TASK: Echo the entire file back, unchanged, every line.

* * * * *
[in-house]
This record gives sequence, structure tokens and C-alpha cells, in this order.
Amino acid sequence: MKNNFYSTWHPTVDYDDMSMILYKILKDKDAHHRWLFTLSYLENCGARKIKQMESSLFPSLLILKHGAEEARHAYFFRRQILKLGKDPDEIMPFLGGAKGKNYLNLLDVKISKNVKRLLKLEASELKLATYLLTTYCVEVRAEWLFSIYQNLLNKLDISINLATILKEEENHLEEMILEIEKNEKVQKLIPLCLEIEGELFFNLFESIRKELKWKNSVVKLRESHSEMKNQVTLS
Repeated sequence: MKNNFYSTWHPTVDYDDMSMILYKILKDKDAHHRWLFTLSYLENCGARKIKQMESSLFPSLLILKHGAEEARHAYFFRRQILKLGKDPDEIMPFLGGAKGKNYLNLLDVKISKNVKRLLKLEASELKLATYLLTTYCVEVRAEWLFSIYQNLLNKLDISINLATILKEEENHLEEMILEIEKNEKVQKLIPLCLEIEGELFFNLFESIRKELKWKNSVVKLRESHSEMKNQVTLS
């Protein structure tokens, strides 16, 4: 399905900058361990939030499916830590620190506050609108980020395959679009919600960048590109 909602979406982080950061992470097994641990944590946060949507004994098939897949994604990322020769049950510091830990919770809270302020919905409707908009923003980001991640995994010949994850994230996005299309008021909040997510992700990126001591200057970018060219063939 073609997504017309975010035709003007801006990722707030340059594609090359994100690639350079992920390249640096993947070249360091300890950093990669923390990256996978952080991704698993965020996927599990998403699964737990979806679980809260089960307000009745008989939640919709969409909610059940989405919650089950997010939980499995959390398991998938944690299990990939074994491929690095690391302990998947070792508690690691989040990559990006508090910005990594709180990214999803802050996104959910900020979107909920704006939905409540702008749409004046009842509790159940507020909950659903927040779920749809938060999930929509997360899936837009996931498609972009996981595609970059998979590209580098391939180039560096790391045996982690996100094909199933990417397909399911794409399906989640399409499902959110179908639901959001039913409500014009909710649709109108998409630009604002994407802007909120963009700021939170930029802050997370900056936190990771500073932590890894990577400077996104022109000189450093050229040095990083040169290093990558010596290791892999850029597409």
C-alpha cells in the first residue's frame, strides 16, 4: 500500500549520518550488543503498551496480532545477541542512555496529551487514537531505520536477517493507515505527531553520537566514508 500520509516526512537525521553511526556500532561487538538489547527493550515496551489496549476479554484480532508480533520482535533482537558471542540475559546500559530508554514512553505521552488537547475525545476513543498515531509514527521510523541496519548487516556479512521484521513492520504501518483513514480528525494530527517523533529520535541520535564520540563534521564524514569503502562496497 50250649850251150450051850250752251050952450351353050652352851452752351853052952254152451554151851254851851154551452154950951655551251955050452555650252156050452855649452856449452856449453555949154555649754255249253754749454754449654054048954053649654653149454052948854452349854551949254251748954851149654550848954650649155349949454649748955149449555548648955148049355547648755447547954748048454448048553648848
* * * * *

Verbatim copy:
[in-house]
This record gives sequence, structure tokens and C-alpha cells, in this order.
Amino acid sequence: MKNNFYSTWHPTVDYDDMSMILYKILKDKDAHHRWLFTLSYLENCGARKIKQMESSLFPSLLILKHGAEEARHAYFFRRQILKLGKDPDEIMPFLGGAKGKNYLNLLDVKISKNVKRLLKLEASELKLATYLLTTYCVEVRAEWLFSIYQNLLNKLDISINLATILKEEENHLEEMILEIEKNEKVQKLIPLCLEIEGELFFNLFESIRKELKWKNSVVKLRESHSEMKNQVTLS
Repeated sequence: MKNNFYSTWHPTVDYDDMSMILYKILKDKDAHHRWLFTLSYLENCGARKIKQMESSLFPSLLILKHGAEEARHAYFFRRQILKLGKDPDEIMPFLGGAKGKNYLNLLDVKISKNVKRLLKLEASELKLATYLLTTYCVEVRAEWLFSIYQNLLNKLDISINLATILKEEENHLEEMILEIEKNEKVQKLIPLCLEIEGELFFNLFESIRKELKWKNSVVKLRESHSEMKNQVTLS
């Protein structure tokens, strides 16, 4: 399905900058361990939030499916830590620190506050609108980020395959679009919600960048590109 909602979406982080950061992470097994641990944590946060949507004994098939897949994604990322020769049950510091830990919770809270302020919905409707908009923003980001991640995994010949994850994230996005299309008021909040997510992700990126001591200057970018060219063939 073609997504017309975010035709003007801006990722707030340059594609090359994100690639350079992920390249640096993947070249360091300890950093990669923390990256996978952080991704698993965020996927599990998403699964737990979806679980809260089960307000009745008989939640919709969409909610059940989405919650089950997010939980499995959390398991998938944690299990990939074994491929690095690391302990998947070792508690690691989040990559990006508090910005990594709180990214999803802050996104959910900020979107909920704006939905409540702008749409004046009842509790159940507020909950659903927040779920749809938060999930929509997360899936837009996931498609972009996981595609970059998979590209580098391939180039560096790391045996982690996100094909199933990417397909399911794409399906989640399409499902959110179908639901959001039913409500014009909710649709109108998409630009604002994407802007909120963009700021939170930029802050997370900056936190990771500073932590890894990577400077996104022109000189450093050229040095990083040169290093990558010596290791892999850029597409």
C-alpha cells in the first residue's frame, strides 16, 4: 500500500549520518550488543503498551496480532545477541542512555496529551487514537531505520536477517493507515505527531553520537566514508 500520509516526512537525521553511526556500532561487538538489547527493550515496551489496549476479554484480532508480533520482535533482537558471542540475559546500559530508554514512553505521552488537547475525545476513543498515531509514527521510523541496519548487516556479512521484521513492520504501518483513514480528525494530527517523533529520535541520535564520540563534521564524514569503502562496497 50250649850251150450051850250752251050952450351353050652352851452752351853052952254152451554151851254851851154551452154950951655551251955050452555650252156050452855649452856449452856449453555949154555649754255249253754749454754449654054048954053649654653149454052948854452349854551949254251748954851149654550848954650649155349949454649748955149449555548648955148049355547648755447547954748048454448048553648848